Slip-And-Fall Case Demonstrates Burden on Plaintiffs
When you slip and fall in a business establishment because of their failure to keep an area clean, you should expect to be able to be compensated for your medical issues and pain. Although a recent Florida law makes it harder to prevail, an unresolved legal issue means that the burden may fall back on the business in some cases.
Slip-And-Fall In a Restaurant
Around this time of year in 2005, a Florida mother sent her young son to escort his sister, who was feeling sick, to the restroom at a local Chick-Fil-A restaurant. On the way back, his sister cautioned her brother to step out of the path of an incoming man in a wheelchair. Unfortunately, unbeknownst to the children or their mother, a puddle of water nearly two feet wide– not just from a spilled drink– had been left in the walkway, seemingly emanating from beneath an “employees only” doorway. The child slipped and fell, smashing his hip against the ground and his head on a door jamb.
In Florida, restaurants generally have a duty to maintain their floors so they are safe for their customers. If you can prove that the employees knew of the condition–or even that they didn’t know, but should have because of how long the puddle sat there unattended– you can recover under Florida law. Accordingly, the family filed a lawsuit against the restaurant.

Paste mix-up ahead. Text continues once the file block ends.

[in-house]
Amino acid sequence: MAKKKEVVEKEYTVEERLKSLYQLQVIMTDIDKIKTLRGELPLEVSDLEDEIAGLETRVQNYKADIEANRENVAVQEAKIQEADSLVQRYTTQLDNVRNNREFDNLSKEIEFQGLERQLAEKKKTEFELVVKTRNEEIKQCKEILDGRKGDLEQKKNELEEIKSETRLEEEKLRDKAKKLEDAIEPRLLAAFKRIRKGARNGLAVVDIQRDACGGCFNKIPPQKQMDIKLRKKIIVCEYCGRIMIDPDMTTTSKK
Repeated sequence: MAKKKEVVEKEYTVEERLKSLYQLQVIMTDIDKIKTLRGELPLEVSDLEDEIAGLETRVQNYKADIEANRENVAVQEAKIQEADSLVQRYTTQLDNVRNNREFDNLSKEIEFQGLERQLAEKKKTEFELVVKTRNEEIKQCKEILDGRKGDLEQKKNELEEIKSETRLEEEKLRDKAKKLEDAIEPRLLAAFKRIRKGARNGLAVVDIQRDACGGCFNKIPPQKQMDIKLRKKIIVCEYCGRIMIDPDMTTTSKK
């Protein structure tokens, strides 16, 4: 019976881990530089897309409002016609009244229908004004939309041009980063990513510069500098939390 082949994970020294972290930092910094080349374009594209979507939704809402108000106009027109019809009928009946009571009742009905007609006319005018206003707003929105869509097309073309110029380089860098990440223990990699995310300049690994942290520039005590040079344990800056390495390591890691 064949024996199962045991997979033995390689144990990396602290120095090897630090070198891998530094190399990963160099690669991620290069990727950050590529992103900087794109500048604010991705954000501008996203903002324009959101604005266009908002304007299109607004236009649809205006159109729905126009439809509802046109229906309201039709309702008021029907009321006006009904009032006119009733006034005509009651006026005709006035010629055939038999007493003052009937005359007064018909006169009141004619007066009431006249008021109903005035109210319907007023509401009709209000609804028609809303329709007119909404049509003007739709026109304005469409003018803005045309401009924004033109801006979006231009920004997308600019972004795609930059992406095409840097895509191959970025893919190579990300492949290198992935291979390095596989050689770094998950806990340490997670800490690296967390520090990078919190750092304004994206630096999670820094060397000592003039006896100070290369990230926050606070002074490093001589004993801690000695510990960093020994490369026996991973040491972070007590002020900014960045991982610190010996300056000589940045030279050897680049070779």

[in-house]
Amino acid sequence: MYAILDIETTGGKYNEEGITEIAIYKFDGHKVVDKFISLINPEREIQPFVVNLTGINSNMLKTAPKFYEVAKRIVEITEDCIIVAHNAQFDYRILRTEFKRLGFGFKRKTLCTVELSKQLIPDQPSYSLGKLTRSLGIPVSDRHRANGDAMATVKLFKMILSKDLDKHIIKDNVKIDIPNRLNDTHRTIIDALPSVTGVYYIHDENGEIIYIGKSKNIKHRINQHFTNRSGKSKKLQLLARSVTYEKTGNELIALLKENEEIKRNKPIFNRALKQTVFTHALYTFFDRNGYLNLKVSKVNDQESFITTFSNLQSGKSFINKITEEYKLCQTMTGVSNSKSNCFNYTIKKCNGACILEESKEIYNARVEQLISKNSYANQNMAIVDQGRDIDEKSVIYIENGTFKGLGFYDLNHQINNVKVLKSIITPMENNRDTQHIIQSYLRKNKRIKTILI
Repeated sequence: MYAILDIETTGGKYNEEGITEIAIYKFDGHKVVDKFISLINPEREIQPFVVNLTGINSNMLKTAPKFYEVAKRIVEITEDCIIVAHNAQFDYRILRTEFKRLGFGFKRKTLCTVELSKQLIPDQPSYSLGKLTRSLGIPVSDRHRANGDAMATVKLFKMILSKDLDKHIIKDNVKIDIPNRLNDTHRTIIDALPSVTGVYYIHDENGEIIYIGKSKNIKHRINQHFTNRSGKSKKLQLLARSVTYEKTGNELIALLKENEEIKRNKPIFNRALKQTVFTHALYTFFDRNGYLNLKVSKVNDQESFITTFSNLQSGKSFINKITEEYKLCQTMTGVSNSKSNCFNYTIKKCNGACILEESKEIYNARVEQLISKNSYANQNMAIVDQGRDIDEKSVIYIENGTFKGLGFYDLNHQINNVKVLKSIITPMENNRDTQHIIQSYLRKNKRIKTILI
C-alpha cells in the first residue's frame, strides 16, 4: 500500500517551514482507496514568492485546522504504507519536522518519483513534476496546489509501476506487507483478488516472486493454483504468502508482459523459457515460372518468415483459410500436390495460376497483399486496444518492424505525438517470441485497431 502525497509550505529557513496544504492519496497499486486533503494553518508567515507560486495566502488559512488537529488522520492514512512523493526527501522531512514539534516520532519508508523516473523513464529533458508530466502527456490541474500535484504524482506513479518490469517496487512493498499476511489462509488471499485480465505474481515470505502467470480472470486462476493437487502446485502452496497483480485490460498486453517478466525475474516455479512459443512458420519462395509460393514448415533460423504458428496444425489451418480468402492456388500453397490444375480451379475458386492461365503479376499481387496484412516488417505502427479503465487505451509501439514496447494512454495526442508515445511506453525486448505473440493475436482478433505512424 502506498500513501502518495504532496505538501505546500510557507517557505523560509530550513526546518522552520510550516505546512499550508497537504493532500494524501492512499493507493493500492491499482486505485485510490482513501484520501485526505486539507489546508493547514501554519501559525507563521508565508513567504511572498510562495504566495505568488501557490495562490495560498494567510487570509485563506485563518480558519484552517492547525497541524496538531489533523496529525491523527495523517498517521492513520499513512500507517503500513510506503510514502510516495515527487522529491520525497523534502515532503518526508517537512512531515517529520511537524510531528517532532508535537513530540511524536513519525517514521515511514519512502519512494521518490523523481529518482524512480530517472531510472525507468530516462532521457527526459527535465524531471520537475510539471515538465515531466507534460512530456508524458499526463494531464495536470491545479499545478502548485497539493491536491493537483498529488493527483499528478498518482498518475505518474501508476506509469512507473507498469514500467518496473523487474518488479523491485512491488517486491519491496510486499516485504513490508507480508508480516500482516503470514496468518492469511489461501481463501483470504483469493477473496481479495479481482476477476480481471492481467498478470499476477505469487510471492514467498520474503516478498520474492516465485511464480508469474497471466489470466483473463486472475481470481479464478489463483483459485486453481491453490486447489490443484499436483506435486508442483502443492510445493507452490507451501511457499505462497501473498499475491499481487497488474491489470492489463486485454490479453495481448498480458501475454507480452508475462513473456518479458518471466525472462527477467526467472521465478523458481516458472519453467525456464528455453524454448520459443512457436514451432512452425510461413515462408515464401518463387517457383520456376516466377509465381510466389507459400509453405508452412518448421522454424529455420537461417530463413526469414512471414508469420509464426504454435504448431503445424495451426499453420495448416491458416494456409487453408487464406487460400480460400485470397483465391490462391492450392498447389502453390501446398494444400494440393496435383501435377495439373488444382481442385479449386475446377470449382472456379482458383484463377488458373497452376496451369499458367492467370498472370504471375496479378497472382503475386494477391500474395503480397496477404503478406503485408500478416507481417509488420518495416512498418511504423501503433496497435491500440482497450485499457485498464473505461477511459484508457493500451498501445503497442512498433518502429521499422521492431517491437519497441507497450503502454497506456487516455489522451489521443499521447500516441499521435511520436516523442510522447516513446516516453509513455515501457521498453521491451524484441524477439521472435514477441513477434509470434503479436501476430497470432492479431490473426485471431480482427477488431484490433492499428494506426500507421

Nearly 10 years later, the lawsuit is still raging on and, in fact, the case has just been sent back to trial court.
Complex Legal Disagreements Delay Resolution
The delay stems back to a 2010 law passed the Florida legislature. The statute explains and narrows what “should have known means” in this context. Now, people injured in a slip-and-fall can only show that the establishment “should have known” about a dangerous condition like a puddle because either (a) the puddle was there for so long that, if the business exercised ordinary case, they would have known about it, or (b) the condition happened so regularly that it was foreseeable. Without a surveillance video or proof of a chronic problem, this can be difficult to prove.
However, it is significant because it places a heavy burden on the already injured party. The law overturned a 2001 Florida Supreme Court decision that formerly gave the business, not the injured person, the job of proving that they took reasonable care. Today, an injured person can lose if they fail to present this evidence, even if the business doesn’t even try to prove its case. In this case, the injured family showed circumstantial evidence to suggest that the water came from the other side of the door which, if accepted, would put the responsibility on the business. In response, Chick-Fil-A failed to present any evidence to disagree. Under the new law, however, the establishment would still prevail.
The question that delayed this family’s case was whether the new law applied. Florida appellate courts disagree about whether the law applies to cases like this one, which was in the pipeline when the law was passed. In a temporary victory for plaintiffs’ rights, the court held that the law did not apply retroactively. Changes in the law can affect your rights, so if you slipped and fell in a business establishment, promptly contact Fort Lauderdale personal injury attorney Scott Newmark today for assistance.